Even before the Liberals used their majority on a parliamentary committee on Wednesday to shut down future inquiries into the federal ethics commissioner’s scathing report about Prime Minister Justin Trudeau’s handling of the SNC-Lavalin file, there were signs that Mario Dion’s findings were not destined to become a turning point of the pre-election season.
By all indications, the SNC-Lavalin saga is playing to a shrinking audience, with the front-row seats mostly occupied by committed partisans on both sides of the controversy.
The report’s key conclusion – that Trudeau broke the ethics law by pressuring his former attorney general to offer SNC-Lavalin a remediation agreement in lieu of a potential criminal conviction – has not so far altered the pre-election dynamics.
Instead, the opposition parties may have entered a phase of diminishing returns from the scandal.
In the aftermath of the report’s release, the polling firms Ekos, Ipsos, Léger Marketing and Abacus all found the Liberals and Conservatives remain tied in voter intentions, with none of the third parties getting a significant boost from an erosion in government support.
That statistical tie nationally translates on a regional basis into a modest Liberal edge on the competition.
From Trudeau’s perspective, the timing of the ethics report – earlier than most expected – was almost certainly providential.
Canadians tend to focus more intensively on politics in general and election battles in particular after Labour Day and closer to the actual vote.
The Abacus poll found that only half of Canadians were aware of Dion’s report and only a small group – essentially dominated by engaged partisans – gave it a lot of scrutiny.
Prior to last week’s release, the story had already dominated the headlines for the best part of the first half of the year.
The take of its main protagonists was already documented.
Little in Dion’s conclusion could match the riveting political drama that attended the resignations of two senior ministers and the prime minister’s top aide earlier this year.
And while many questions do remain unanswered, anecdotal evidence suggests many voters feel they know enough to come to a determination as to how much blame if any to apportion to its leading protagonists.
On that basis, it should not come as a big surprise that 78 per cent of those who did pay attention to the report told Abacus its conclusion had not altered their opinion.
Perhaps more surprising is the Abacus finding that a majority (56 per cent) of those who make up the small group of respondents that have changed their minds since the report have crossed over to Trudeau’s side of the argument.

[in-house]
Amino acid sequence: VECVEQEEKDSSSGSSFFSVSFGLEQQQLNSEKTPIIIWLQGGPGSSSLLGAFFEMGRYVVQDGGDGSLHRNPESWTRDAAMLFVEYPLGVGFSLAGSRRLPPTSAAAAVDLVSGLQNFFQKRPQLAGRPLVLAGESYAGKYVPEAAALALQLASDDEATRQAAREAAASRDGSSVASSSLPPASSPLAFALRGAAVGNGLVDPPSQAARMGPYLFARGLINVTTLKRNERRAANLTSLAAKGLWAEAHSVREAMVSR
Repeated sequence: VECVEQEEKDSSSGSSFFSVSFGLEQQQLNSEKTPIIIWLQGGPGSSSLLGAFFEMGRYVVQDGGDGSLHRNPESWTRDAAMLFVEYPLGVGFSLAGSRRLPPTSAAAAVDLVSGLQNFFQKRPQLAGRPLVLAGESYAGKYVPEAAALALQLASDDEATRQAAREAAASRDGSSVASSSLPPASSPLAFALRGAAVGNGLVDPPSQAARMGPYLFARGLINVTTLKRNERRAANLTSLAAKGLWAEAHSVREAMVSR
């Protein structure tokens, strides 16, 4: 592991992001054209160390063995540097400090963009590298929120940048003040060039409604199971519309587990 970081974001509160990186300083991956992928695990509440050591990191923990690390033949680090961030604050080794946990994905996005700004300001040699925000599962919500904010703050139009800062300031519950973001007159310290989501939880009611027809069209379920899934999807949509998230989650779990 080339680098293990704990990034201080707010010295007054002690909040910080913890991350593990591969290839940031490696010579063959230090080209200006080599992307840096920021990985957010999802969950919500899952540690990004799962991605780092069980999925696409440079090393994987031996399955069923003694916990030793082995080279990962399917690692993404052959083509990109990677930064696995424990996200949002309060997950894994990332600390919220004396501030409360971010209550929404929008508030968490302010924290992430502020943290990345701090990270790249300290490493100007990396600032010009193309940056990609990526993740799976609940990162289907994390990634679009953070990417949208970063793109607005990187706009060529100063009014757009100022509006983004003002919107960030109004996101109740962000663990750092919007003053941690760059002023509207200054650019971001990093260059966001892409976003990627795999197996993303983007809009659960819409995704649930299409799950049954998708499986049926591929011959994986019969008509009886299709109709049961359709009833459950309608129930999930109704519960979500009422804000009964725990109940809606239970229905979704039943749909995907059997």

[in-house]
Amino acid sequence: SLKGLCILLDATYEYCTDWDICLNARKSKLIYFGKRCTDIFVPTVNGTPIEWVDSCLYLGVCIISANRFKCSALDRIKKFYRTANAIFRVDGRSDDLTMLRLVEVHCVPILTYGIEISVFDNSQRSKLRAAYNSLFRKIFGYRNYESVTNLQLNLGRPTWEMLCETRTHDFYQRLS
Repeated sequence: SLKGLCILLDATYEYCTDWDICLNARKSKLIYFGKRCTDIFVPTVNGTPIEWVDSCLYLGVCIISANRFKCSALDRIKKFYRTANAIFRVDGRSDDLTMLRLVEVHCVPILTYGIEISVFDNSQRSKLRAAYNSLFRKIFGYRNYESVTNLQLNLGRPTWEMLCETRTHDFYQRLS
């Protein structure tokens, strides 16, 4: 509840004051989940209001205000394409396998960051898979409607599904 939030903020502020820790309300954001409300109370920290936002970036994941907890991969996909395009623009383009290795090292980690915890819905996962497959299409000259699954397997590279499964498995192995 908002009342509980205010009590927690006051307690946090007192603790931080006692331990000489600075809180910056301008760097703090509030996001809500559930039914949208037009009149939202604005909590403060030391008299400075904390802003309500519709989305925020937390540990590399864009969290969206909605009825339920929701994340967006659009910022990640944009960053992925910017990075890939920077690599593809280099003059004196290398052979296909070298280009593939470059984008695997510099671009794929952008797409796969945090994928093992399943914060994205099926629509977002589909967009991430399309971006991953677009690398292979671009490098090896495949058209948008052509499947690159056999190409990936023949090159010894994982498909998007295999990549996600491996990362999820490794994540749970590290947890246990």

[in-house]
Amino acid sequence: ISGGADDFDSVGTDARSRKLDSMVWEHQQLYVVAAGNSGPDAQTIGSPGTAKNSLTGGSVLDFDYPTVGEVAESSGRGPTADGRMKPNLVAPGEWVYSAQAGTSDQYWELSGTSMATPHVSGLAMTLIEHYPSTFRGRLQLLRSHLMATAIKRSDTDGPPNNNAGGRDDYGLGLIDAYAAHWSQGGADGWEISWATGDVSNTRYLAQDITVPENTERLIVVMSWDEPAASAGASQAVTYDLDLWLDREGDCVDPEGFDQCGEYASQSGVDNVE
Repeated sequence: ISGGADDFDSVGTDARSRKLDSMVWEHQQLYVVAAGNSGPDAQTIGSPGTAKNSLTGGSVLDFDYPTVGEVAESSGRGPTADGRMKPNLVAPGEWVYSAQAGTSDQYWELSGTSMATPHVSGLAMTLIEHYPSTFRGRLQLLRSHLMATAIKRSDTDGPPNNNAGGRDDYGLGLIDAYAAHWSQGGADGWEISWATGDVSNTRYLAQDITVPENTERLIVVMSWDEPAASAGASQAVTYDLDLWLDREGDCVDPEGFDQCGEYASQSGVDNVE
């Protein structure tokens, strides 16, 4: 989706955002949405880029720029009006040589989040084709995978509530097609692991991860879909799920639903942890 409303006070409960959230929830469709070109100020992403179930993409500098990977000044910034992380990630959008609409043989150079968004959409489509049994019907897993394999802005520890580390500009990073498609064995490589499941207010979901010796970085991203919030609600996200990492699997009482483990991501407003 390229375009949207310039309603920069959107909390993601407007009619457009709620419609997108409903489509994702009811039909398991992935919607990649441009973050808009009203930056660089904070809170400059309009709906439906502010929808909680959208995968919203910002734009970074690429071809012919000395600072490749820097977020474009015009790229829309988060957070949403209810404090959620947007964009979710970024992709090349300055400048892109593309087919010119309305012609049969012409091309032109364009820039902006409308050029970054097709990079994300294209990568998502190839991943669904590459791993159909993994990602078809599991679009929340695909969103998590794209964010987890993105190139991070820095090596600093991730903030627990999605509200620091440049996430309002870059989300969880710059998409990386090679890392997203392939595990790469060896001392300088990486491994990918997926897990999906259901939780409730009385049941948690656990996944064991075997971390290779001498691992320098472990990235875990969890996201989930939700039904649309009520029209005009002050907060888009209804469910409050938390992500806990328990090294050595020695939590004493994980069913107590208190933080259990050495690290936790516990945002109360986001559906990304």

It’s clear, the prime minister’s defence that he was looking out for Canadian jobs seems to have been more effective than the latest offensive of the opposition parties, even when the latter were effectively loaded for bear courtesy of the ethics commissioner.
The post-report swings in public opinion are happening in the margin of the pre-election action. But stepping back from the immediate SNC-Lavalin front, the episode may offer some useful insights into the dynamics of the upcoming federal battle.
The first is that Trudeau still commands a large and loyal core audience, one still impervious to his failings in office or at least willing to give him a pass. That, for the record, is fairly typical of the following
of a prime minister who has only been in office for one term.
That a bombshell of the magnitude of the ethics report – one that was amplified almost unanimously by the media coverage – can land on the Liberals without doing them serious harm suggests that the voters who stuck with Trudeau over the worst of the SNC-Lavalin crisis last winter are not going anywhere between now and Oct. 21.
The second is that non-Conservative voters – Canadians who would never consider supporting Andrew Scheer, but who may be disillusioned as a result of Trudeau’s handling of the SNC-Lavalin file – are not by and large flocking to the other options on offer, be it the NDP, the Bloc Québécois, the Green party or the People’s Party.
With time running out, and even with Team Trudeau wounded, Scheer’s Conservatives are still underwhelming a critical mass of the swing voters whose support they need if they are to form the next government. That may be because they are asking voters outside their base to overlook too much on the way to helping them replace the Liberals in power.
This is a time when voters’ minds are increasingly turning to the larger picture and the agenda they want the next federal government to pursue over the next four years.
In that big picture, the fact that Scheer’s climate plan has been dismissed as little more than window-dressing by just about every independent expert who has reviewed it may, for instance, matter more to more voters than the SNC-Lavalin findings of the ethics commissioner.
Chantal Hébert is a national affairs writer.